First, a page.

Saturday September 9, 2023

Online: Zoom Meeting

10:00 – 11:30 a.m. ET

Workshop: Make ‘em laugh: Humour in Writing

With Terry Fallis

Two-time winner of the Stephen Leacock Medal for Humour, Terry Fallis, will lead a virtual workshop on humour writing covering a range of topics, including: why funny writing is hard; how to transfer humour to the page; humour tips and techniques; accepting that not every reader will “get you;” and who to read if you want to learn and laugh. Speaking of laughs, you’ll have a few along the way, and there’ll be time for questions and perhaps a short writing exercise too.

$50 ($45 in a bundle)

Suitable for:

Open to all

What to prepare:

No advance preparation is required. Be prepared to be called upon to write something short and funny towards the end of the workshop.

Terry Fallis grew up in Toronto and earned an engineering degree from McMaster University. Drawn to politics at an early age, he worked for cabinet ministers in Ottawa and at Queen’s Park. His first novel, The Best Laid Plans, began as a podcast, then was self-published, won the Stephen Leacock Medal for Humour, was re-published by McClelland & Stewart to great reviews, was crowned the 2011 winner of CBC’s Canada Reads as “the essential Canadian novel of the decade,” and was adapted as a CBC Television series and a stage musical. His next two novels, The High Road and Up and Down were finalists for the Leacock Medal, and in 2015, he won the prize a second time, for his fourth book, No Relation. His other novels include Poles ApartOne Brother ShyAlbatross,and Operation Angus, and wereall national bestsellers. A skilled public speaker, he lives in Toronto with his wife, and blogs at Follow @TerryFallis on Twitter and subscribe to his newsletter at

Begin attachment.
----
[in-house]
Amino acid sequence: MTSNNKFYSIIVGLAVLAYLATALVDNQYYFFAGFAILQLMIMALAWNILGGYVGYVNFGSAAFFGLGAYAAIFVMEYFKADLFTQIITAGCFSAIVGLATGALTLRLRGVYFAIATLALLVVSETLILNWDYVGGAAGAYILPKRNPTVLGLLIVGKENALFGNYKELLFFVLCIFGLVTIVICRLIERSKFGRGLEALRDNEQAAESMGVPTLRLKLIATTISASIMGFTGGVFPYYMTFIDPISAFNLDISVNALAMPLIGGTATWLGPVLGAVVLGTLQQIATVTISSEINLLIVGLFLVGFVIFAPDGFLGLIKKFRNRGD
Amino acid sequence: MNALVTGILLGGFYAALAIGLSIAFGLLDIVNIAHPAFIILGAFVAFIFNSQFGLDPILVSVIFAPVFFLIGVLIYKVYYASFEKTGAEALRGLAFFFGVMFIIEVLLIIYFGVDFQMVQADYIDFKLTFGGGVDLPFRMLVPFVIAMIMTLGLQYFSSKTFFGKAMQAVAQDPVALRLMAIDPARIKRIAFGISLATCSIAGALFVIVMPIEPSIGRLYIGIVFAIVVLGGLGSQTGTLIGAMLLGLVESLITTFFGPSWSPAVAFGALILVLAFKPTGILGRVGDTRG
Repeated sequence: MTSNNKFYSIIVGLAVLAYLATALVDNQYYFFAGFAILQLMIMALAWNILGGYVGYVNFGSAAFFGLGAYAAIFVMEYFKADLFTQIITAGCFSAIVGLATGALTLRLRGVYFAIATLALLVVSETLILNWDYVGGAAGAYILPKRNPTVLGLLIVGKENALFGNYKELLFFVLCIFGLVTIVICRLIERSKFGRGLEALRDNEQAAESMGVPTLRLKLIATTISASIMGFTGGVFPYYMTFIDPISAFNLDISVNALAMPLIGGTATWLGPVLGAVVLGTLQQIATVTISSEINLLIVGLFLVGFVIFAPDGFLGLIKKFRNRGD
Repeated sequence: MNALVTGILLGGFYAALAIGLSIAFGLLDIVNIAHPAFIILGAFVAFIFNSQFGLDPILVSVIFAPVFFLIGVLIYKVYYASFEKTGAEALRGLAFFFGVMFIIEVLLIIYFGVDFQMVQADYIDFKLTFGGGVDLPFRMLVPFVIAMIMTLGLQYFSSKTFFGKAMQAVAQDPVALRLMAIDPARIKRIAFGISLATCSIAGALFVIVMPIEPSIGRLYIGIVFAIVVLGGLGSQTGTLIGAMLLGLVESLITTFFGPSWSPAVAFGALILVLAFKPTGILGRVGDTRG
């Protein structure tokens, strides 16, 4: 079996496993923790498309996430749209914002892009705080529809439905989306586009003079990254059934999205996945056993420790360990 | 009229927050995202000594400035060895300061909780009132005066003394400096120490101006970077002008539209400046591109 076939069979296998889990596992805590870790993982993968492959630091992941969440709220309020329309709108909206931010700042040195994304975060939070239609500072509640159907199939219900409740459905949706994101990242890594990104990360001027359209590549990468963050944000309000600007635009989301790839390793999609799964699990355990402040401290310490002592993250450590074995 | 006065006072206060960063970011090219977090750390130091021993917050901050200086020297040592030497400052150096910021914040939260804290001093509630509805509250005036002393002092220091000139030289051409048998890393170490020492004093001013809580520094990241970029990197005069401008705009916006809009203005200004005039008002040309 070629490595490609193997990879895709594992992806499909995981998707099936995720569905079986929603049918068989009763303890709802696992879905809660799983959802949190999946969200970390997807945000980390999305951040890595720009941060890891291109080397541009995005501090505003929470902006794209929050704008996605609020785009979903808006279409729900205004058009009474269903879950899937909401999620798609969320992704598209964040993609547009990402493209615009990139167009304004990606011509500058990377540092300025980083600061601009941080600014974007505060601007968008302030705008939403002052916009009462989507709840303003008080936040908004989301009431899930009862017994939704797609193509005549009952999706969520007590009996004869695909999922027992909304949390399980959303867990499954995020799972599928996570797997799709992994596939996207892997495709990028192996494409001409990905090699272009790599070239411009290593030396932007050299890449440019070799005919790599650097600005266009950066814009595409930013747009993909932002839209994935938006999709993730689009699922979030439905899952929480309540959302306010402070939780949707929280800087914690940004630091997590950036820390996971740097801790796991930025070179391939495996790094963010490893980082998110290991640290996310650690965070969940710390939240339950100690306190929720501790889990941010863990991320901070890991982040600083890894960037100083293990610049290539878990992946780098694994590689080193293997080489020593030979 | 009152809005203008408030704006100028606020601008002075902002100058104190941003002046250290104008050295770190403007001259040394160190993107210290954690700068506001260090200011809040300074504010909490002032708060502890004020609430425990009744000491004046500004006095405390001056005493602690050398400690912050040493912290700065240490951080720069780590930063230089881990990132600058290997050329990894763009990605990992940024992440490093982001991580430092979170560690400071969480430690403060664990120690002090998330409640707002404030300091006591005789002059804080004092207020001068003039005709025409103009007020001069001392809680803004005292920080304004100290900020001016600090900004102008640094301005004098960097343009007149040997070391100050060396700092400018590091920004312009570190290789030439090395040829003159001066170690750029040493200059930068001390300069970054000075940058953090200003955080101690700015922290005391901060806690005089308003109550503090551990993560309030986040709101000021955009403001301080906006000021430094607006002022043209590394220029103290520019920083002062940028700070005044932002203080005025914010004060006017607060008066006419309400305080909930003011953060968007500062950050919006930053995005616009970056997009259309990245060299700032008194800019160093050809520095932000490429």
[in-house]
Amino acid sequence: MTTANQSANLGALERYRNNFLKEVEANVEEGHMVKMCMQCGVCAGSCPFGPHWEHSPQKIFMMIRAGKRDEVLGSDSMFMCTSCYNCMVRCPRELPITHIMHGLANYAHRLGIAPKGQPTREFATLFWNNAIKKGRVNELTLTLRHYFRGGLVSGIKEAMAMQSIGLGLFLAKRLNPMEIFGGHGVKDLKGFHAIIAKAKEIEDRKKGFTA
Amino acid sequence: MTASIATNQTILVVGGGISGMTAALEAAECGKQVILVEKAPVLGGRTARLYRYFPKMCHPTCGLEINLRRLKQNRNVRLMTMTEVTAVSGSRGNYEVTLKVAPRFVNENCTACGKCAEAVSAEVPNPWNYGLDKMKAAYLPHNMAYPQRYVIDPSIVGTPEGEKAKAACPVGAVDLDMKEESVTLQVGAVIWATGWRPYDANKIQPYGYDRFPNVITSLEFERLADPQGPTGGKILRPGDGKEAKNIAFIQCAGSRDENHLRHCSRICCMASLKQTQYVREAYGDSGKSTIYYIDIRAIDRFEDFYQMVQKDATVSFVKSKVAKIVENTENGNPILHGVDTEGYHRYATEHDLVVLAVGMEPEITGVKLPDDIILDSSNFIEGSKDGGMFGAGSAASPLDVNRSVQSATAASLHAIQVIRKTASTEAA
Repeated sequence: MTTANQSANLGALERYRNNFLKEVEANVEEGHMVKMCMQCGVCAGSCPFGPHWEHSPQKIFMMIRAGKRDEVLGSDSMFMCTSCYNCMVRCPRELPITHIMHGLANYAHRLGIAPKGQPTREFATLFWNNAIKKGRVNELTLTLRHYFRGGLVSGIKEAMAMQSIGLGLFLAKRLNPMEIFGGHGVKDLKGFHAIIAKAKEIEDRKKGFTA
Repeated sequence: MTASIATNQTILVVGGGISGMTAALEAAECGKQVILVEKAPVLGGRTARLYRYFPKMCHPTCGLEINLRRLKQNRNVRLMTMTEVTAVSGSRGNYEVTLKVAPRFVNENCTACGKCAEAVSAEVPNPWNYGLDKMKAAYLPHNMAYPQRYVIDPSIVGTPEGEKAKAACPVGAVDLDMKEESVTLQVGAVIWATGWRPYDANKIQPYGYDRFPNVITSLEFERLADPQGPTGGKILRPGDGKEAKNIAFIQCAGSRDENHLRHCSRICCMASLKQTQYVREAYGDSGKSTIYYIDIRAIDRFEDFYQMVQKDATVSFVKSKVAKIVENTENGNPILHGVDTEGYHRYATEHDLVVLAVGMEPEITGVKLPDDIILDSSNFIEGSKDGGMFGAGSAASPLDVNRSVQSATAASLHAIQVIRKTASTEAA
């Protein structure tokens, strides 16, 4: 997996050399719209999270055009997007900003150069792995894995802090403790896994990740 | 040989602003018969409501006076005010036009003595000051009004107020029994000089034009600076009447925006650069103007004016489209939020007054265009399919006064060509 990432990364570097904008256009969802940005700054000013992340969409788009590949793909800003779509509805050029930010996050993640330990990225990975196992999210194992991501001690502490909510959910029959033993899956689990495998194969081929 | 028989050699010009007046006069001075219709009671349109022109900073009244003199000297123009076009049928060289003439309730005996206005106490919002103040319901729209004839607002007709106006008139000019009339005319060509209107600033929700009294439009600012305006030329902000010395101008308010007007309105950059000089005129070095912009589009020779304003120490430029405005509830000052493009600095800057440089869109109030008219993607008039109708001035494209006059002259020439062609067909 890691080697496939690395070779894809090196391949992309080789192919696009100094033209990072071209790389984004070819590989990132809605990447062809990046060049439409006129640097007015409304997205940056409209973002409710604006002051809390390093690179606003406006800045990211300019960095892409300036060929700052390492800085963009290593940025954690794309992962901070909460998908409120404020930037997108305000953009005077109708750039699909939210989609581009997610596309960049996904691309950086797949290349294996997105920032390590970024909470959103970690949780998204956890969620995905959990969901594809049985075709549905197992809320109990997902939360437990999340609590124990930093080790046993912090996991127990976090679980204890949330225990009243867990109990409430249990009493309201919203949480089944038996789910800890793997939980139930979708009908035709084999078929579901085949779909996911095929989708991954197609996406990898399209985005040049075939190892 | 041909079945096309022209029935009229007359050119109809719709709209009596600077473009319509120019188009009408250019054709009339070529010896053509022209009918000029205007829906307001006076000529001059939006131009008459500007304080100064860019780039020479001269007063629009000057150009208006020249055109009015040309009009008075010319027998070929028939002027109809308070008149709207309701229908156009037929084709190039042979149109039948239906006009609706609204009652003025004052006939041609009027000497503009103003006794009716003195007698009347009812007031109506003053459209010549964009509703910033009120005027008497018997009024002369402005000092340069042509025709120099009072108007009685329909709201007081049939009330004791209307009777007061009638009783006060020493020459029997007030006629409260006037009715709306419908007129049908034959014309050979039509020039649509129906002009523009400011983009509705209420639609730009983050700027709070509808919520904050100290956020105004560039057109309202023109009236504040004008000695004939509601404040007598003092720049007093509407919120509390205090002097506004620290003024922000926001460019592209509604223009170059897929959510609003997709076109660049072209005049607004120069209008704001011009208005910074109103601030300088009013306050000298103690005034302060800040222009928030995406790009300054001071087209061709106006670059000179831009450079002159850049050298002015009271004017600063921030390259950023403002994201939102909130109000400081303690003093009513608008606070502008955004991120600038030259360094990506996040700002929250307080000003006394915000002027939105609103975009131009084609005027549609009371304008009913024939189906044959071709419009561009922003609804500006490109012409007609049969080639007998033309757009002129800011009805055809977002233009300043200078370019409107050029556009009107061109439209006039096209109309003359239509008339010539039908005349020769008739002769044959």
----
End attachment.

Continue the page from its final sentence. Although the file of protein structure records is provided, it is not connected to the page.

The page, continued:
A New Season
Written by Terry Fallis
Published by McClelland & Stewart (Penguin Random House Canada)

From beloved and bestselling author Terry Fallis comes a novel unlike any of his others. A thoughtful exploration of aging, loss, family, friendship, and love, all with his trademark humour and heart.

Jack McMaster seemingly has it all. A beautiful house, a loving son of many talents (including cooking, which is great news for Jack, if not for his waistline), even a special bond with his buddies in his ball hockey league. But he’s also learning to live with loss, leaving a gaping hole in his life—a life that will never be the same as before. Jack passes his days knowing he has the support of his family and his friends, but he can’t shake the feeling that his life has gone gray, and that time is slipping by so quickly.

Then, a short and shocking video from an unexpected source gives him the gumption to make a change and maybe even haul himself out of his melancholia. Inspired by his lifelong fascination with 1920s Paris, Jack finally visits the City of Light, following in the footsteps of Hemingway and Fitzgerald, and wandering the Left Bank. Slowly, the colour seeps back into his life, aided by a chance encounter in a café that leads Jack into the art world, and a Paris mystery nearly a century old.

Full of sincerity and warmth, A New Season shows us all that sometimes, making a change in your life can save your life.

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